If large ammounts of data are passed to BN_hex2nb/BN_dec2bn, then a heap corruption can occur. This function is used to parse configuration data, that tends to be trusted and the bug is unlikely to be exploitable.
Details about the BIO_*printf function vulnerability were released already, giving attackers a slight head start on this one. However, exploitation is unlikely. Applications could use the function directly and expose it that way. OpenSSL only uses it to print human-readable dumps of ASN.1 data, which tends not to happen in servers (more likely in the command line utilities that are used interactively).
This fixes a problem specific to Intels Sandy Bridge CPUs. The vulnerability could lead to leaks of private keys if the attackers code runs on the same CPU core as te SSL code using the key.
More than 11 million websites and e-mail services protected by the transport layer security protocol are vulnerable to a newly discovered, low-cost attack that decrypts sensitive communications in a matter of hours and in some cases almost immediately, an international team of researchers warned Tuesday. More than 81,000 of the top 1 million most popular Web properties are among the vulnerable HTTPS-protected sites.
The attack works against TLS-protected communications that rely on the RSA cryptosystem when the key is exposed even indirectly through SSLv2, a TLS precursor that was retired almost two decades ago because of crippling weaknesses. The vulnerability allows an attacker to decrypt an intercepted TLS connection by repeatedly using SSLv2 to make connections to a server. In the process, the attacker learns a few bits of information about the encryption key each time. While many security experts believed the removal of SSLv2 support from browser and e-mail clients prevented abuse of the legacy protocol, some misconfigured TLS implementations still tacitly support the legacy protocol when an end-user computer specifically requests its use. The most notable implementation subject to such fatal misconfigurations is the OpenSSL cryptographic library, which on Tuesday is expected to release an update that makes such settings much less likely to occur.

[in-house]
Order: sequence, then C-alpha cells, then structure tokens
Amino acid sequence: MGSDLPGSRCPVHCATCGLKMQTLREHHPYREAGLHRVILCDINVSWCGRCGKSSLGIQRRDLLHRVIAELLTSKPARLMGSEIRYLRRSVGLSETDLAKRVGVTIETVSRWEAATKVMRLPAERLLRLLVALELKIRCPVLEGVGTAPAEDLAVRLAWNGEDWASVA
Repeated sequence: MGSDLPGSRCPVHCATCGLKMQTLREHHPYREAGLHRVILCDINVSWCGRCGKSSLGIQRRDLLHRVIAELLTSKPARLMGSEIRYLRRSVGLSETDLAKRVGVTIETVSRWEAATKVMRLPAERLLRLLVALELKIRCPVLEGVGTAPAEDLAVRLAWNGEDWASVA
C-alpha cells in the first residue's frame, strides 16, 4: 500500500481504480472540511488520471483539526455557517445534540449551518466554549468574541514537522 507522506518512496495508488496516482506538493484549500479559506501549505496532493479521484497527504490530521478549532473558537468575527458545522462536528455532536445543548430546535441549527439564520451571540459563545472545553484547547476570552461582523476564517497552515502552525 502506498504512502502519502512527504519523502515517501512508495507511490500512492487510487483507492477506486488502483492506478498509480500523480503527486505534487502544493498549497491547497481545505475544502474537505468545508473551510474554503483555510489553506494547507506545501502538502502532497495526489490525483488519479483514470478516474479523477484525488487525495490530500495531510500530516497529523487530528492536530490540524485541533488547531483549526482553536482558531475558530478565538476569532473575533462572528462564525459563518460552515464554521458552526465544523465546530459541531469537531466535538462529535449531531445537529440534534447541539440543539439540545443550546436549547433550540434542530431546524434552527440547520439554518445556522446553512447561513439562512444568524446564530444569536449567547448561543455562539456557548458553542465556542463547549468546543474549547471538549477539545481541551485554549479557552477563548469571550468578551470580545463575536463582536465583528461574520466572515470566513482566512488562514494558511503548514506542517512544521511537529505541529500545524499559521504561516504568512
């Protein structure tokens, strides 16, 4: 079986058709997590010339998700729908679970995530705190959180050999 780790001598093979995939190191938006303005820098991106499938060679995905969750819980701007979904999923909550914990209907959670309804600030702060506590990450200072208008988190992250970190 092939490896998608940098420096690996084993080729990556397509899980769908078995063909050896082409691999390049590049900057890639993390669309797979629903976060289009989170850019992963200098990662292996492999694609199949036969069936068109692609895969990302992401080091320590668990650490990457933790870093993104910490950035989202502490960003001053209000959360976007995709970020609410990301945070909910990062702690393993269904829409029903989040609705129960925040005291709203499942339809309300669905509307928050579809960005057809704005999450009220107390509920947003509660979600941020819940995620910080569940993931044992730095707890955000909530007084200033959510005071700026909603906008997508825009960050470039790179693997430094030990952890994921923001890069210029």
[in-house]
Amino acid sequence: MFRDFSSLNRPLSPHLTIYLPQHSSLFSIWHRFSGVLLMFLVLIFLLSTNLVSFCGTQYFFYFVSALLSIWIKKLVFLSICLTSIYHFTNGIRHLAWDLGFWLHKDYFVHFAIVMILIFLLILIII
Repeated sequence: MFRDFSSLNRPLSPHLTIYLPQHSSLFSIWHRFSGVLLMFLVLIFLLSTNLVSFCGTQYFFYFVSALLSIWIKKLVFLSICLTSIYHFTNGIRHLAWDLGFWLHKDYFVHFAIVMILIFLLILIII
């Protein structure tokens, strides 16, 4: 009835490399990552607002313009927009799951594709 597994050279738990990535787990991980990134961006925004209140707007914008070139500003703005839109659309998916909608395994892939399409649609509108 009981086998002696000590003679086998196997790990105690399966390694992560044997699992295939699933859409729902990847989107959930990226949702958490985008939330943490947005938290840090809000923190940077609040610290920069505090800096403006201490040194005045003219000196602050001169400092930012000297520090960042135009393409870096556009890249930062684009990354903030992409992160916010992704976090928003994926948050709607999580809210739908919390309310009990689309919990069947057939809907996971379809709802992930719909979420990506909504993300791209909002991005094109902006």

Recent scans of the Internet at large show that more than 5.9 million Web servers, comprising 17 percent of all HTTPS-protected machines, directly support SSLv2. The same scans reveal that at least 936,000 TLS-protected e-mail servers also support the insecure protocol. That's a troubling finding, given widely repeated advice that SSLv2—short for secure sockets layer version 2—be disabled. More troubling still, even when a server doesn't allow SSLv2 connections, it may still be susceptible to attack if the underlying RSA key pair is reused on a separate server that does support the old protocol. A website, for instance, that forbids SSLv2 may still be vulnerable if its key is used on an e-mail server that allows SSLv2. By the researchers' estimate, that leaves 11.5 million HTTPS-protected websites and a significant number of TLS-protected e-mail servers open to attack.
by Peter Bright
Microsoft is beefing up Windows Defender, the anti-malware program that ships with Windows 10, to give it the power to tell companies that they've been hacked after the fact.
Attacks that depend on social engineering rather than software flaws, as well as those taking advantage of unpatched zero-day vulnerabilities, can evade traditional anti-malware software. Microsoft says that there were thousands of such attacks in 2015 and that on average they took 200 days to detect and a further 80 days to contain, giving attackers ample time to steal data and incurring average costs of $12 million per incident. The catchily named Windows Defender Advanced Threat Protection is designed to detect this kind of attack, not by looking for specific pieces of malware, but rather by detecting system activity that looks out of the ordinary.
For example, a social engineering attack might encourage a victim to run a program that was attached to an e-mail or execute a suspicious-looking PowerShell command. The Advanced Persistent Threat (APT) software that's typically used in such attacks may scan ports, connect to network shares to look for data to steal, or connect to remote systems to seek new instructions and exfiltrate data. Windows Defender Advanced Threat Protection can monitor this behavior and see how it deviates from normal, expected system behavior. The baseline is the aggregate behavior collected anonymously from more than 1 billion Windows systems. If systems on your network start doing something that the "average Windows machine" doesn't, WDATP will alert you.